KBS’ deal to sell Union Bank Plaza to Joel Schreiber delayed for 9th time
Joel Schreiber closes on Union Bank Plaza sale to beat tax deadline
With final asset sold in $110M deal, KBS fund plans to liquidate
UPDATED, March 31, 2023, 9:54 a.m.: Joel Schreiber’s Waterbridge Capital has closed a deal to purchase the 40-story Union Bank Plaza in Downtown L.A. from KBS, just more than a day before the city of L.A.’s new transfer taxes go into effect.
Waterbridge paid $110 million, or about $158 per square foot, for the property, after nine months of delays, according to KBS. The building was sold at $104 million and the buyer also assumed about $6 million in capital commitments to existing tenants in the building, according to KBS’ Giovanni Cordoves. Kevin Shannon at Newmark brokered the deal on behalf of KBS.
Waterbridge bought the property using a $75 million acquisition loan from Steve Gozini’s BH Properties, a real estate investment firm based in West L.A., according to an announcement from Colliers. A Colliers team led by Sean Fulp and Mark Schuessler helped Schreiber land the financing. Schreiber declined to comment.
KBS Real Estate Investment II has marketed the tower at 445 South Figueroa Street for sale since 2017, eyeing $250 million for the 701,000-square-foot property in 2021.
But that price didn’t hold. Schreiber’s Waterbridge Capital first went into contract to purchase the office tower in July for $155 million.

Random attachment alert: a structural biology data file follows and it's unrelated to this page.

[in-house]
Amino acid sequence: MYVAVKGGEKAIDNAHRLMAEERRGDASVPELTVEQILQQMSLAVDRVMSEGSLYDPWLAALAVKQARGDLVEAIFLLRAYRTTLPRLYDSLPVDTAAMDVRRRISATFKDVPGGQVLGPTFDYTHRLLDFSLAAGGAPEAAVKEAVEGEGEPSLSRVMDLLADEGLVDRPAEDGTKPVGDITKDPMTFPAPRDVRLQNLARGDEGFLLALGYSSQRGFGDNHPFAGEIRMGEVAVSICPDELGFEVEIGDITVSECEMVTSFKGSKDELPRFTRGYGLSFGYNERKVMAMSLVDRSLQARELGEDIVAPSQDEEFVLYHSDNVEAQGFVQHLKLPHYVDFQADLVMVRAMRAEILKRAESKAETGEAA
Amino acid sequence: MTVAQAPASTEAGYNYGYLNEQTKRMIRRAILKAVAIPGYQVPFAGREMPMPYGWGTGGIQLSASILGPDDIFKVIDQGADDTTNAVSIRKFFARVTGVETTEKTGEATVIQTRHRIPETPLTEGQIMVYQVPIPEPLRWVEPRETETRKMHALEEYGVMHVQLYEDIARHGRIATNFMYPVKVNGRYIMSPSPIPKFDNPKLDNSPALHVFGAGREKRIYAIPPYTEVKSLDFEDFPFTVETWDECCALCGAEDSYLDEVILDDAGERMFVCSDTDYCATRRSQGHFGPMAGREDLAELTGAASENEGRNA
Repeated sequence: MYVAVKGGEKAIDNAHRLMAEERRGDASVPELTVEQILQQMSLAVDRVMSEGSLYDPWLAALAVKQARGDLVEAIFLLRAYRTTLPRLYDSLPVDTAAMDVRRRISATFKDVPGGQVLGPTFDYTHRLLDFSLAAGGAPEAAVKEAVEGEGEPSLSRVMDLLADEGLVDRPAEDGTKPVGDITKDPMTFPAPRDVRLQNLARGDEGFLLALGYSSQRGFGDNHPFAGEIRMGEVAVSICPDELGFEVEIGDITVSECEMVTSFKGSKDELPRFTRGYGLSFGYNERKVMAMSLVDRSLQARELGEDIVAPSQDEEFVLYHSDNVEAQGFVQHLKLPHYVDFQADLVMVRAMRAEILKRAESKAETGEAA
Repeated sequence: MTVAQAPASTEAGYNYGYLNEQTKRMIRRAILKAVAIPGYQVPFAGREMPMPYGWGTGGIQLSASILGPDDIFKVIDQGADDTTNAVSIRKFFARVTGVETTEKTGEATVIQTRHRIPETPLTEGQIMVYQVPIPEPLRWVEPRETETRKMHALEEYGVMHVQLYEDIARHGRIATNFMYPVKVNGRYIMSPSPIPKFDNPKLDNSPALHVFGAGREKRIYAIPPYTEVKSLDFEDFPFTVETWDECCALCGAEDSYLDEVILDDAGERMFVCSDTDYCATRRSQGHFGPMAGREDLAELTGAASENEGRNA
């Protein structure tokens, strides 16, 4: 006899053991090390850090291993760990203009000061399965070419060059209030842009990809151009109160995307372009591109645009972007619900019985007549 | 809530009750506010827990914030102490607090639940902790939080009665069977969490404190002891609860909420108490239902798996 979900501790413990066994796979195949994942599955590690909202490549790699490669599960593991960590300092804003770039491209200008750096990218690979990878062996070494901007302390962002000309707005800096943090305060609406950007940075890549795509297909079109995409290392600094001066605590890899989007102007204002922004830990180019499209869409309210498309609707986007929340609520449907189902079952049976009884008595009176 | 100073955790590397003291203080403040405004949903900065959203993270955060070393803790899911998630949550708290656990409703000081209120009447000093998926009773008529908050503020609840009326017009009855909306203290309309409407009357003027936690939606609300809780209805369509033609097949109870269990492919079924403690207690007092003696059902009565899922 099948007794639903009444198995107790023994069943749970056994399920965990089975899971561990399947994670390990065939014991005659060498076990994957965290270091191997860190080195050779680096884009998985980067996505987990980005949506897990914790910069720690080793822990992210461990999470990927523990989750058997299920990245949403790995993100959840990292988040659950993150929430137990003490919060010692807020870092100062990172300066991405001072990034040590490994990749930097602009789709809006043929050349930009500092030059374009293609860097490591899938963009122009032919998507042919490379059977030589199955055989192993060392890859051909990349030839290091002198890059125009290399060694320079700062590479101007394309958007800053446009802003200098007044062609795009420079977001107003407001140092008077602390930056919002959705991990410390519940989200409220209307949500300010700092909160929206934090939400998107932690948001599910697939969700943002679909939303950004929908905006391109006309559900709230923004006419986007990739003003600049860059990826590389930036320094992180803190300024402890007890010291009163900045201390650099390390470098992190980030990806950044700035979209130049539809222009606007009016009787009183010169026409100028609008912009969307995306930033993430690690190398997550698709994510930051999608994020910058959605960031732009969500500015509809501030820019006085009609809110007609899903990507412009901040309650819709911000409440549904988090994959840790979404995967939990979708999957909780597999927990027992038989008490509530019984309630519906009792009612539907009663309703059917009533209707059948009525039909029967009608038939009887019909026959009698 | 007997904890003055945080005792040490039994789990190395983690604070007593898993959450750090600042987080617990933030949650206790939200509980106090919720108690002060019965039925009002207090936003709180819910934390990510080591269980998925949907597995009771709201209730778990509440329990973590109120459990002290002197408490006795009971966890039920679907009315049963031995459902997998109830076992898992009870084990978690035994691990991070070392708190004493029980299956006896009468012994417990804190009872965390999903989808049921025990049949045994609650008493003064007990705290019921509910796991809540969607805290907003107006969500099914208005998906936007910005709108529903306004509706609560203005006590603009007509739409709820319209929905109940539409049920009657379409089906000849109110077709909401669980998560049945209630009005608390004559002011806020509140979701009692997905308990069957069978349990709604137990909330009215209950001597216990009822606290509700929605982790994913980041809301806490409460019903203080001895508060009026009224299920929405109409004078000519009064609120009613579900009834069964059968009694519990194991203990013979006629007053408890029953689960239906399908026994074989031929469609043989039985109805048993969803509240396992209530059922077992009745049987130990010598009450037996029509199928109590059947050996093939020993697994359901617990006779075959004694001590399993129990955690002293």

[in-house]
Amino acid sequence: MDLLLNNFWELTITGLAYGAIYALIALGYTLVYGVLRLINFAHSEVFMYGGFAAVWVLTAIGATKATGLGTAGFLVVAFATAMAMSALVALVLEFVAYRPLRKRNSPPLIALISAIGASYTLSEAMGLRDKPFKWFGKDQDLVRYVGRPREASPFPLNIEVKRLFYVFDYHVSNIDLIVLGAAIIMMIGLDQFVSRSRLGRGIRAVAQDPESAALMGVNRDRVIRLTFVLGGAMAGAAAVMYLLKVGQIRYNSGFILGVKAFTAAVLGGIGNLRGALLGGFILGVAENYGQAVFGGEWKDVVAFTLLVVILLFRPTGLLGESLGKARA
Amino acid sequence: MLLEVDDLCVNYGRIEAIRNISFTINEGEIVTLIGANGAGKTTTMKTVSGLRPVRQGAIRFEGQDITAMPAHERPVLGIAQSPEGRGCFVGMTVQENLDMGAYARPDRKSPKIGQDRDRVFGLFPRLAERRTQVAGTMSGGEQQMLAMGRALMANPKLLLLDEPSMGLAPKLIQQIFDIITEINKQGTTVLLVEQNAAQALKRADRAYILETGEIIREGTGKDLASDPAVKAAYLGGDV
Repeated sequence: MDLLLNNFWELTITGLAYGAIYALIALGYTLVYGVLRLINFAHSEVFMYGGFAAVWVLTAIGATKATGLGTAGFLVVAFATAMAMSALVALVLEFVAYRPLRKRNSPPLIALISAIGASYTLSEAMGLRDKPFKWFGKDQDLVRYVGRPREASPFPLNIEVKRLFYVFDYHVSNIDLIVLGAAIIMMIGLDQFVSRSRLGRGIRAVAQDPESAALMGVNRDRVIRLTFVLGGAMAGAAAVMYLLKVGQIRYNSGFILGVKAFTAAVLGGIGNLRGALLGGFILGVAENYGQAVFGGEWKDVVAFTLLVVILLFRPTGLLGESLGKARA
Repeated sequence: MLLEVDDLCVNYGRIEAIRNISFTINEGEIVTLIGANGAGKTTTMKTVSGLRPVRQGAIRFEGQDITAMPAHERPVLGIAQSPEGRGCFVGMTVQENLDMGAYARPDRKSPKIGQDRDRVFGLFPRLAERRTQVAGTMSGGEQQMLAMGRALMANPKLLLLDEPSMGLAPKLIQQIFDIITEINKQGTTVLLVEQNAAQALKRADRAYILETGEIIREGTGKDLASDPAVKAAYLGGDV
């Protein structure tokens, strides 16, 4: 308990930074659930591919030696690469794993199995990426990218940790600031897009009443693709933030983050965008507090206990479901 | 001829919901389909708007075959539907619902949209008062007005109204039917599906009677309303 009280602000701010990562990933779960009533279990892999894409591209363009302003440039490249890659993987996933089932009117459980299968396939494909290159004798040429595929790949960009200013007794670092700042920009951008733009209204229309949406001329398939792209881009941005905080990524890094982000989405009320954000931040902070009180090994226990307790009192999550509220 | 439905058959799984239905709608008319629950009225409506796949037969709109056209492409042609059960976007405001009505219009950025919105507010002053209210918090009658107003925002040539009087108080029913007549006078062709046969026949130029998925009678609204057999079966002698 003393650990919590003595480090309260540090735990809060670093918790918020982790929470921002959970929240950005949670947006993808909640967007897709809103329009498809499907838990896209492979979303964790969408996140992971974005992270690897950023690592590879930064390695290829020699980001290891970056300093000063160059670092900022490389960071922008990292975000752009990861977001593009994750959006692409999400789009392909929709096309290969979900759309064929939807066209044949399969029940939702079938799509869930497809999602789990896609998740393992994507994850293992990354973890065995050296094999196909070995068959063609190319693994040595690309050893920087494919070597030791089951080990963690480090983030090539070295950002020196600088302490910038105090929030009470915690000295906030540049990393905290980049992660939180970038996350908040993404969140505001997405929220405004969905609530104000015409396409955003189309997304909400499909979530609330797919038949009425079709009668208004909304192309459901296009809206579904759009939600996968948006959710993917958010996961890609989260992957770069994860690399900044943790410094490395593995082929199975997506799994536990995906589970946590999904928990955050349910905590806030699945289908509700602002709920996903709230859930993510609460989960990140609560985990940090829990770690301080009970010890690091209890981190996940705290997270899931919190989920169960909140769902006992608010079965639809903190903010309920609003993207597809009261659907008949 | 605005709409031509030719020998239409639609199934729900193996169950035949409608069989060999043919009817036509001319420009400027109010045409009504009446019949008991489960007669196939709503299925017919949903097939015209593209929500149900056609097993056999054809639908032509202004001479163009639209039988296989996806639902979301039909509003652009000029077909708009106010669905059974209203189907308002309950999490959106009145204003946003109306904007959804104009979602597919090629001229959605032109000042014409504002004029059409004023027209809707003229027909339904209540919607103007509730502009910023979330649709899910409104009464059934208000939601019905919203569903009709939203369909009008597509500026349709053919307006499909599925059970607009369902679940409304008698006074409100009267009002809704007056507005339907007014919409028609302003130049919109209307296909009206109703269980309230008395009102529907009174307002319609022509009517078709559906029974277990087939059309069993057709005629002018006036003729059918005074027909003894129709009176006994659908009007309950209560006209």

KBS had offered a $13 million credit to Waterbridge if the sale was completed by March 29, according to filings with the Securities & Exchange Commission, but it’s unclear whether that was granted, since the deal closed on March 30.
But the deal has been plagued by delays since then, though Schreiber continued to put down more in deposits. He scored 11 extensions on the deal, which allowed him to negotiate a lower price over the course of time.
By closing before the new transfer tax goes into effect on April 1, KBS saved $6.1 million.
With the sale, KBS Real Estate Investment Trust II will have no properties left on its books, allowing it to proceed with a plan to liquidate, according to SEC filings.
Schreiber, who is known for being the first investor in WeWork, tried his hand at another L.A. office property, the Broadway Trade Center, but lost it to Starwood in a foreclosure last year.
In lawsuits, Schreiber himself has admitted to facing general liquidity issues — in a 2018 deposition, he said he had less than $1 million in liquidity. He has also faced litigation from Goldman Sachs, which alleged he over pledged his WeWork stock in order to secure a loan from the investment bank.